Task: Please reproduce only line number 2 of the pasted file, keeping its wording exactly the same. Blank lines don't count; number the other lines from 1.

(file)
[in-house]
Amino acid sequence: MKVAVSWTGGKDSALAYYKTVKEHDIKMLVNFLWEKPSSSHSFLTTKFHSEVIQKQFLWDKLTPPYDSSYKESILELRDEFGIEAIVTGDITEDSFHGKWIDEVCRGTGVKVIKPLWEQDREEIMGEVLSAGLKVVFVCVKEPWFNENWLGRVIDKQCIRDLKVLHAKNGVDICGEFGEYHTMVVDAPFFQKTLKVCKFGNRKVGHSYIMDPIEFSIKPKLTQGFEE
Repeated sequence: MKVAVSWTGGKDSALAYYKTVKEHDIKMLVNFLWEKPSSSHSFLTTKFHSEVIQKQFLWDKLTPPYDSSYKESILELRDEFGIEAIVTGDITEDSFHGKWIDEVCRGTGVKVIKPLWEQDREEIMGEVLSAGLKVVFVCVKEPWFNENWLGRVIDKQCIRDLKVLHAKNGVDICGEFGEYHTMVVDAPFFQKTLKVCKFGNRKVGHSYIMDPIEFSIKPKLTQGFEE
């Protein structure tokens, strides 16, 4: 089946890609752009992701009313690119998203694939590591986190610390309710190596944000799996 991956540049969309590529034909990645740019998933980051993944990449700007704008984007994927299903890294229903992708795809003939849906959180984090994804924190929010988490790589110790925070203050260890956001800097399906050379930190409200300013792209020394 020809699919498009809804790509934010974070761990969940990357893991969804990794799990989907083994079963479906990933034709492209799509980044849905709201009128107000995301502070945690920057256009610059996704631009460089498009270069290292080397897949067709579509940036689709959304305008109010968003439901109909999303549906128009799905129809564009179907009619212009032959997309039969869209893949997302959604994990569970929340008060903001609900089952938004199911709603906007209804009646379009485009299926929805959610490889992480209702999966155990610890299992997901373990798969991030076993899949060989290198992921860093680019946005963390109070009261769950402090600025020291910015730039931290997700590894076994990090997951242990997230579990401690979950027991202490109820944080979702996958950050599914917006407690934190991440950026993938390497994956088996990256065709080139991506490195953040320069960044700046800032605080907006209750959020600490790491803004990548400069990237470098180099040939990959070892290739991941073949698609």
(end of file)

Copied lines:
Amino acid sequence: MKVAVSWTGGKDSALAYYKTVKEHDIKMLVNFLWEKPSSSHSFLTTKFHSEVIQKQFLWDKLTPPYDSSYKESILELRDEFGIEAIVTGDITEDSFHGKWIDEVCRGTGVKVIKPLWEQDREEIMGEVLSAGLKVVFVCVKEPWFNENWLGRVIDKQCIRDLKVLHAKNGVDICGEFGEYHTMVVDAPFFQKTLKVCKFGNRKVGHSYIMDPIEFSIKPKLTQGFEE